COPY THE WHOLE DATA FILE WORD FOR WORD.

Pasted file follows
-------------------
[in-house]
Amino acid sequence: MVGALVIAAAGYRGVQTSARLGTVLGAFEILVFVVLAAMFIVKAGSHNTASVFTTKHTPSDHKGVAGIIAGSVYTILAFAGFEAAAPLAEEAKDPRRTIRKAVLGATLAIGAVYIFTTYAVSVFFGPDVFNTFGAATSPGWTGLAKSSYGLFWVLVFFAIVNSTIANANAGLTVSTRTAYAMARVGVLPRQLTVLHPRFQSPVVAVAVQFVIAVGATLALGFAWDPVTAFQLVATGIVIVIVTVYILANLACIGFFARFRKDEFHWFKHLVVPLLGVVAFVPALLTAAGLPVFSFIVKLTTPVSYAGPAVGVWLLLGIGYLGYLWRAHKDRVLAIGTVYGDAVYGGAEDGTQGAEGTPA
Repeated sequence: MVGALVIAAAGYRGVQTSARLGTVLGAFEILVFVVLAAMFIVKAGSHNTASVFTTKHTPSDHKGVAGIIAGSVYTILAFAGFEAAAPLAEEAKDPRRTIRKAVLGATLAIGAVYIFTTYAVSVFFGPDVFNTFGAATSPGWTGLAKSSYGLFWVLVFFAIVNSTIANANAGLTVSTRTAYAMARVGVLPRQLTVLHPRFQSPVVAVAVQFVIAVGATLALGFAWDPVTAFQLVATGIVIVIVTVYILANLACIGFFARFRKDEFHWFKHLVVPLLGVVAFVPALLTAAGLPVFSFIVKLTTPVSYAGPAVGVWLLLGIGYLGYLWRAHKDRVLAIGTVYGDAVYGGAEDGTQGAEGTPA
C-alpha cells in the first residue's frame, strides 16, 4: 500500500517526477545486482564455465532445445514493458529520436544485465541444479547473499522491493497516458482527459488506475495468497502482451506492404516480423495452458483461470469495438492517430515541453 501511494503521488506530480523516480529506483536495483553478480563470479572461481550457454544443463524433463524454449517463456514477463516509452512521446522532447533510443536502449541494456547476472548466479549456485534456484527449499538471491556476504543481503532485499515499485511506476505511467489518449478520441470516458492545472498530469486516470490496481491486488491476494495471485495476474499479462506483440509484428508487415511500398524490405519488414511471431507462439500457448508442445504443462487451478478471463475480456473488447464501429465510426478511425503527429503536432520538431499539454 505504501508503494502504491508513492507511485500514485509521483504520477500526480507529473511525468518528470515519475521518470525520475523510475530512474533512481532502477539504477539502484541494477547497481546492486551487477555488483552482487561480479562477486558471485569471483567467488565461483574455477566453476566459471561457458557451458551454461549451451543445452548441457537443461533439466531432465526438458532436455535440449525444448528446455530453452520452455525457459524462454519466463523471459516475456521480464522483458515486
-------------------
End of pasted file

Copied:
[in-house]
Amino acid sequence: MVGALVIAAAGYRGVQTSARLGTVLGAFEILVFVVLAAMFIVKAGSHNTASVFTTKHTPSDHKGVAGIIAGSVYTILAFAGFEAAAPLAEEAKDPRRTIRKAVLGATLAIGAVYIFTTYAVSVFFGPDVFNTFGAATSPGWTGLAKSSYGLFWVLVFFAIVNSTIANANAGLTVSTRTAYAMARVGVLPRQLTVLHPRFQSPVVAVAVQFVIAVGATLALGFAWDPVTAFQLVATGIVIVIVTVYILANLACIGFFARFRKDEFHWFKHLVVPLLGVVAFVPALLTAAGLPVFSFIVKLTTPVSYAGPAVGVWLLLGIGYLGYLWRAHKDRVLAIGTVYGDAVYGGAEDGTQGAEGTPA
Repeated sequence: MVGALVIAAAGYRGVQTSARLGTVLGAFEILVFVVLAAMFIVKAGSHNTASVFTTKHTPSDHKGVAGIIAGSVYTILAFAGFEAAAPLAEEAKDPRRTIRKAVLGATLAIGAVYIFTTYAVSVFFGPDVFNTFGAATSPGWTGLAKSSYGLFWVLVFFAIVNSTIANANAGLTVSTRTAYAMARVGVLPRQLTVLHPRFQSPVVAVAVQFVIAVGATLALGFAWDPVTAFQLVATGIVIVIVTVYILANLACIGFFARFRKDEFHWFKHLVVPLLGVVAFVPALLTAAGLPVFSFIVKLTTPVSYAGPAVGVWLLLGIGYLGYLWRAHKDRVLAIGTVYGDAVYGGAEDGTQGAEGTPA
C-alpha cells in the first residue's frame, strides 16, 4: 500500500517526477545486482564455465532445445514493458529520436544485465541444479547473499522491493497516458482527459488506475495468497502482451506492404516480423495452458483461470469495438492517430515541453 501511494503521488506530480523516480529506483536495483553478480563470479572461481550457454544443463524433463524454449517463456514477463516509452512521446522532447533510443536502449541494456547476472548466479549456485534456484527449499538471491556476504543481503532485499515499485511506476505511467489518449478520441470516458492545472498530469486516470490496481491486488491476494495471485495476474499479462506483440509484428508487415511500398524490405519488414511471431507462439500457448508442445504443462487451478478471463475480456473488447464501429465510426478511425503527429503536432520538431499539454 505504501508503494502504491508513492507511485500514485509521483504520477500526480507529473511525468518528470515519475521518470525520475523510475530512474533512481532502477539504477539502484541494477547497481546492486551487477555488483552482487561480479562477486558471485569471483567467488565461483574455477566453476566459471561457458557451458551454461549451451543445452548441457537443461533439466531432465526438458532436455535440449525444448528446455530453452520452455525457459524462454519466463523471459516475456521480464522483458515486